I don’t mind people posting a tweetstorm, wherein they have a lot to say and do so via a series of linked tweets. I think there are better ways to do it; better places to host medium-length pieces of writing,1 but whatever works for you.

And of course I don’t mind other people tweeting a link to the top of the thread and urging others to read it.

But I really don’t care for the habit of doing so while saying nothing other than, “Thread.”

I mean, come on, people: if it’s worth linking to, it’s worth writing few words to tell us why you think we should read it.

This post could fit in five or six tweets. I suppose I should have posted it that way. Except #OwnYourContent.

  1. Actually the typical tweetstorm is probably still quite short. []

The Origin of the Bitface

Things go quicker than you think. This tweet post1 was inspired by a tweet, and I thought it wasn’t too long ago. But in fact it was April last year.

My friend Yusuf’s tweet inspired me to finally write about the term “biftace” and why I chose it and what it means. Actually I thought I had written this before, but it seems not.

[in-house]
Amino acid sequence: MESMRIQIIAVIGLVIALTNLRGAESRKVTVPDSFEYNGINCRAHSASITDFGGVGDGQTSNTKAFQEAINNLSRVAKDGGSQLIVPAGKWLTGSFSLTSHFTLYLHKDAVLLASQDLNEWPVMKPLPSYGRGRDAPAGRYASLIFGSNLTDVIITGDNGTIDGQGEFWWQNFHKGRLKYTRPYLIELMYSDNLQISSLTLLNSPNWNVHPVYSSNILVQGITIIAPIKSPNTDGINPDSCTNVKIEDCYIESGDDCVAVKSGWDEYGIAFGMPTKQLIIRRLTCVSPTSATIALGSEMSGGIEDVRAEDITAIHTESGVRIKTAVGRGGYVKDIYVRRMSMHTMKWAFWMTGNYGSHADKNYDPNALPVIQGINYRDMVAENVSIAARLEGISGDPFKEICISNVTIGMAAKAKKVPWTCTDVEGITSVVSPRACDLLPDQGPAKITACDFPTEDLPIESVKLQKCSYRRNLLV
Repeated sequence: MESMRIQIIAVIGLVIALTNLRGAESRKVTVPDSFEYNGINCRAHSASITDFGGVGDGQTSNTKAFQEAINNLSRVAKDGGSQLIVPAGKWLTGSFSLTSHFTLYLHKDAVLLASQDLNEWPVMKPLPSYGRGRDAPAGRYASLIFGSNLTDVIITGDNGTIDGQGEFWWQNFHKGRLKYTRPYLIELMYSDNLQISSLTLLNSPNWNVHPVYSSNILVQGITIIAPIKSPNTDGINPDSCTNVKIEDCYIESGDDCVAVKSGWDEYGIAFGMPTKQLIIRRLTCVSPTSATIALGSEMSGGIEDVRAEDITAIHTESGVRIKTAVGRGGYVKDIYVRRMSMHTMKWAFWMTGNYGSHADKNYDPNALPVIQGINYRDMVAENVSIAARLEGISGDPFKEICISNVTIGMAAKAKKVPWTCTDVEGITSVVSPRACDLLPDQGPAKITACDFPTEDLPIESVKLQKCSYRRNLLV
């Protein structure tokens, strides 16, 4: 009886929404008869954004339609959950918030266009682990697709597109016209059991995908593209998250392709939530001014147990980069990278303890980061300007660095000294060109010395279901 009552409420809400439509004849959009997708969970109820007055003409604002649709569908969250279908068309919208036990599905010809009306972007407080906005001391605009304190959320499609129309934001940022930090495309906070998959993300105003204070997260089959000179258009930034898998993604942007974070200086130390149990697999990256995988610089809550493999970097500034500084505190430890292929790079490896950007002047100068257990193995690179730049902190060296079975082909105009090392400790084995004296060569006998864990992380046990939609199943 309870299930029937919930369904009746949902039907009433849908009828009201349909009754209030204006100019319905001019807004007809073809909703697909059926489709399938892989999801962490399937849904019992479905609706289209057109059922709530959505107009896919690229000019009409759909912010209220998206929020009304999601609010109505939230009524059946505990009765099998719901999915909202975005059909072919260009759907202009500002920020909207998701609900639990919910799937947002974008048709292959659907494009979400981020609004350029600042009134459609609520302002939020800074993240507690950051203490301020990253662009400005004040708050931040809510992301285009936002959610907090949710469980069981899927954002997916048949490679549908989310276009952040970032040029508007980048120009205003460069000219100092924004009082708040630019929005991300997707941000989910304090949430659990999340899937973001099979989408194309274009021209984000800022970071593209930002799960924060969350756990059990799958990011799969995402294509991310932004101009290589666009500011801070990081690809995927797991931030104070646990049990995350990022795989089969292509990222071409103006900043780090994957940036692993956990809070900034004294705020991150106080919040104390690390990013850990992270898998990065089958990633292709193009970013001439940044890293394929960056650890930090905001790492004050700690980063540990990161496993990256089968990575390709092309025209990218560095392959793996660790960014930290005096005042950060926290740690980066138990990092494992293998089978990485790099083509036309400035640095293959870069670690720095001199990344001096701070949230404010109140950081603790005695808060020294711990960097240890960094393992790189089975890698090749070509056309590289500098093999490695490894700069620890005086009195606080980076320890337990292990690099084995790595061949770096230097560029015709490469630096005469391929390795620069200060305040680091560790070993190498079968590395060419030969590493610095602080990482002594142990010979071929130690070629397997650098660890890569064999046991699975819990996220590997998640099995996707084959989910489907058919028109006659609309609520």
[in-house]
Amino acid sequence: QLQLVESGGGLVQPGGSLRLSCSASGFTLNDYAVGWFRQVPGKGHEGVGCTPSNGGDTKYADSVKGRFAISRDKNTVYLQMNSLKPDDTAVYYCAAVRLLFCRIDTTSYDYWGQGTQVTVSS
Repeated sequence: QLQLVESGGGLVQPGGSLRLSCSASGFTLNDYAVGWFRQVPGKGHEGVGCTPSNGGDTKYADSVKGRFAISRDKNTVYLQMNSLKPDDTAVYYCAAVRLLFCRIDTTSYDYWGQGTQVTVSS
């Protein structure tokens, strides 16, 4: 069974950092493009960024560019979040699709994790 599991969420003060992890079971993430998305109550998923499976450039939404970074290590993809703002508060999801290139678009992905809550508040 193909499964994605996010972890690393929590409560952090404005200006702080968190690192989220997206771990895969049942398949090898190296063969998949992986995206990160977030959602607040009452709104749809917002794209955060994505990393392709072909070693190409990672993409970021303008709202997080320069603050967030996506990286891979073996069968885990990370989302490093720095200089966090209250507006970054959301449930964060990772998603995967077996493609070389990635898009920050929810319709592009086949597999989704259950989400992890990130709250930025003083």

So a long time ago, when I was first thinking of a name for my blog — before it even existed, indeed — I thought about the way the press used to refer to teachers working “at the chalkface.” The analogy with miners at the coalface was probably originally meant to disparage the labour of teachers as being less than that of miners. I’m guessing here, but considering the term seems to have originated in tabloid journalism, and tabloids tend to be disparaging of anything intellectual — though to be fair, they haven’t exactly been friends to miners either, over the years.

Anyway, I quite liked the term, and wanted to come up with something similar to refer to my own industry, that of programming. I tried out one or two for size, at least in my head. “Byteface” felt more accurate (it’s rare for an application programmer to care to much about bit-level things, and I mainly write Java, which compiles to bytecode); but it didn’t feel right.”Codeface” would have been another, but again, didn’t feel right.

“Bitface” did feel right, and so an early version became “The Bitface Diaries.” I don’t think I ever made that live.

When I started my Livejournal (which nowadays is just one of my syndication targets) I went with “Tales from the Bitface,” which I still like. And then when I decided to set up my own site I went with “A Labourer at the Bitface,” which harked back to the original impetus for inventing the word, and also alluded to my support for the Labour Party.